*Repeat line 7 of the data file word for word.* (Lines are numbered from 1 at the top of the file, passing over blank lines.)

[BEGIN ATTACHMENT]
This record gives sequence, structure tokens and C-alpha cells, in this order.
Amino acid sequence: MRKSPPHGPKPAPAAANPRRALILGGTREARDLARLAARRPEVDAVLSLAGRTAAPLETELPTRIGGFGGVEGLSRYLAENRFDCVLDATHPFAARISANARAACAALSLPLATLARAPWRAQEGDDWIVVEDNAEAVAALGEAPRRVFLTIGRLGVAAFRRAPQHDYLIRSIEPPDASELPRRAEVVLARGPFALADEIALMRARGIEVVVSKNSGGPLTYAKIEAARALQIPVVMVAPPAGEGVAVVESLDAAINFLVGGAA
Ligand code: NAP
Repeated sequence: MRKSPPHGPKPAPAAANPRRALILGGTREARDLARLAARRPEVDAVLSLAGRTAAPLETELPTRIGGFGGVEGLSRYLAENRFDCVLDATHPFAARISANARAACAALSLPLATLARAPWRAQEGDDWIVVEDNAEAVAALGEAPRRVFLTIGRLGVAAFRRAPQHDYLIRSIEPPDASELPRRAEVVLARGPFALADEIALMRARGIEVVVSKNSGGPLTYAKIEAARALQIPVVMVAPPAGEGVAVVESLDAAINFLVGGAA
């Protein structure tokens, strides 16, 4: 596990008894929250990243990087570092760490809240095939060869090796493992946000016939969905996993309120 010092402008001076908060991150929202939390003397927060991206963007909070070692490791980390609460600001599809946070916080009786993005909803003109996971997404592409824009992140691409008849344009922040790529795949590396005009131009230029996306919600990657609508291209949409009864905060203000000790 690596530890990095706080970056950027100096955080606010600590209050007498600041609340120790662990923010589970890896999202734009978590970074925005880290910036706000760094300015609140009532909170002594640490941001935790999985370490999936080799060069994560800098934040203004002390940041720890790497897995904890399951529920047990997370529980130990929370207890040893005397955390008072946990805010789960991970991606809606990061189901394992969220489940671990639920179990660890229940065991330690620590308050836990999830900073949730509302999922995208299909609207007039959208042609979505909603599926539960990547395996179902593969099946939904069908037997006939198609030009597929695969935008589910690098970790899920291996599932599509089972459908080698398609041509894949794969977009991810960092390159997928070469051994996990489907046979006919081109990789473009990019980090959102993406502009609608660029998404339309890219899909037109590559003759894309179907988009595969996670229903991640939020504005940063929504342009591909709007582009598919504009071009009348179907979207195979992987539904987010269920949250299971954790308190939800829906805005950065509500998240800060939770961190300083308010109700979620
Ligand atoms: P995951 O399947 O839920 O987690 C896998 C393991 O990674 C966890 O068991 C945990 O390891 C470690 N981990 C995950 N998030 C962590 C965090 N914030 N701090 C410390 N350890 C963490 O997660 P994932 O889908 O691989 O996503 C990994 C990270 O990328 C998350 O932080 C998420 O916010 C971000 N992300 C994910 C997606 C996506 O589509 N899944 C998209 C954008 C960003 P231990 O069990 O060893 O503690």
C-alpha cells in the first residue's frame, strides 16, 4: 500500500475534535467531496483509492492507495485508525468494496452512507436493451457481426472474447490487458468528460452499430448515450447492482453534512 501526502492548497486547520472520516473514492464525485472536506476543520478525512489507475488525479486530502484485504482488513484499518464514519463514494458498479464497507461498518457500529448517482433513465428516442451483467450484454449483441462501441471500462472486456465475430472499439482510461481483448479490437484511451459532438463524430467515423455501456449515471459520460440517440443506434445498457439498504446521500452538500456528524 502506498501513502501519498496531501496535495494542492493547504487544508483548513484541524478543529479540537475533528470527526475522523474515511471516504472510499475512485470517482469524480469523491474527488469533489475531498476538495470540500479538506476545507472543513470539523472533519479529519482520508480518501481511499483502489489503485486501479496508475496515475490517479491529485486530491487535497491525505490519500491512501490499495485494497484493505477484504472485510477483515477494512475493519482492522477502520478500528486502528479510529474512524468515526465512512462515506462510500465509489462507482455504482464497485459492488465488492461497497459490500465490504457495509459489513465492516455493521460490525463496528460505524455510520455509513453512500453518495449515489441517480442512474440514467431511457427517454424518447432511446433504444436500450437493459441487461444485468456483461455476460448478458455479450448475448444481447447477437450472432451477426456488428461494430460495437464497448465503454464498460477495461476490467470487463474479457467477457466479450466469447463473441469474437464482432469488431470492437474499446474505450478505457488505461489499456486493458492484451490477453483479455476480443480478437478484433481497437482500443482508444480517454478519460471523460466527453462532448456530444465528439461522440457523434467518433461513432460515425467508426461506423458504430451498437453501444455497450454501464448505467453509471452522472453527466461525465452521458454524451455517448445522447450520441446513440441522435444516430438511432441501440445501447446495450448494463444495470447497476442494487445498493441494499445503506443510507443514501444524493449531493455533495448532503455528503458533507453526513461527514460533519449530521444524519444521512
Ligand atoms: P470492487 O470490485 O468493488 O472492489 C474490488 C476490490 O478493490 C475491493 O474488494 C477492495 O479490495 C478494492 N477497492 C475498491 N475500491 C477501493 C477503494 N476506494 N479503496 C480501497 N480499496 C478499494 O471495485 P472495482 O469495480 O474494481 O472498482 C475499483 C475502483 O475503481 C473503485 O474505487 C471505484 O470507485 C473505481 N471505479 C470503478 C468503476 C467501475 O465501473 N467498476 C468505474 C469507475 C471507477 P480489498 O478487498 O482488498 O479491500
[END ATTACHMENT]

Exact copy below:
C-alpha cells in the first residue's frame, strides 16, 4: 500500500475534535467531496483509492492507495485508525468494496452512507436493451457481426472474447490487458468528460452499430448515450447492482453534512 501526502492548497486547520472520516473514492464525485472536506476543520478525512489507475488525479486530502484485504482488513484499518464514519463514494458498479464497507461498518457500529448517482433513465428516442451483467450484454449483441462501441471500462472486456465475430472499439482510461481483448479490437484511451459532438463524430467515423455501456449515471459520460440517440443506434445498457439498504446521500452538500456528524 502506498501513502501519498496531501496535495494542492493547504487544508483548513484541524478543529479540537475533528470527526475522523474515511471516504472510499475512485470517482469524480469523491474527488469533489475531498476538495470540500479538506476545507472543513470539523472533519479529519482520508480518501481511499483502489489503485486501479496508475496515475490517479491529485486530491487535497491525505490519500491512501490499495485494497484493505477484504472485510477483515477494512475493519482492522477502520478500528486502528479510529474512524468515526465512512462515506462510500465509489462507482455504482464497485459492488465488492461497497459490500465490504457495509459489513465492516455493521460490525463496528460505524455510520455509513453512500453518495449515489441517480442512474440514467431511457427517454424518447432511446433504444436500450437493459441487461444485468456483461455476460448478458455479450448475448444481447447477437450472432451477426456488428461494430460495437464497448465503454464498460477495461476490467470487463474479457467477457466479450466469447463473441469474437464482432469488431470492437474499446474505450478505457488505461489499456486493458492484451490477453483479455476480443480478437478484433481497437482500443482508444480517454478519460471523460466527453462532448456530444465528439461522440457523434467518433461513432460515425467508426461506423458504430451498437453501444455497450454501464448505467453509471452522472453527466461525465452521458454524451455517448445522447450520441446513440441522435444516430438511432441501440445501447446495450448494463444495470447497476442494487445498493441494499445503506443510507443514501444524493449531493455533495448532503455528503458533507453526513461527514460533519449530521444524519444521512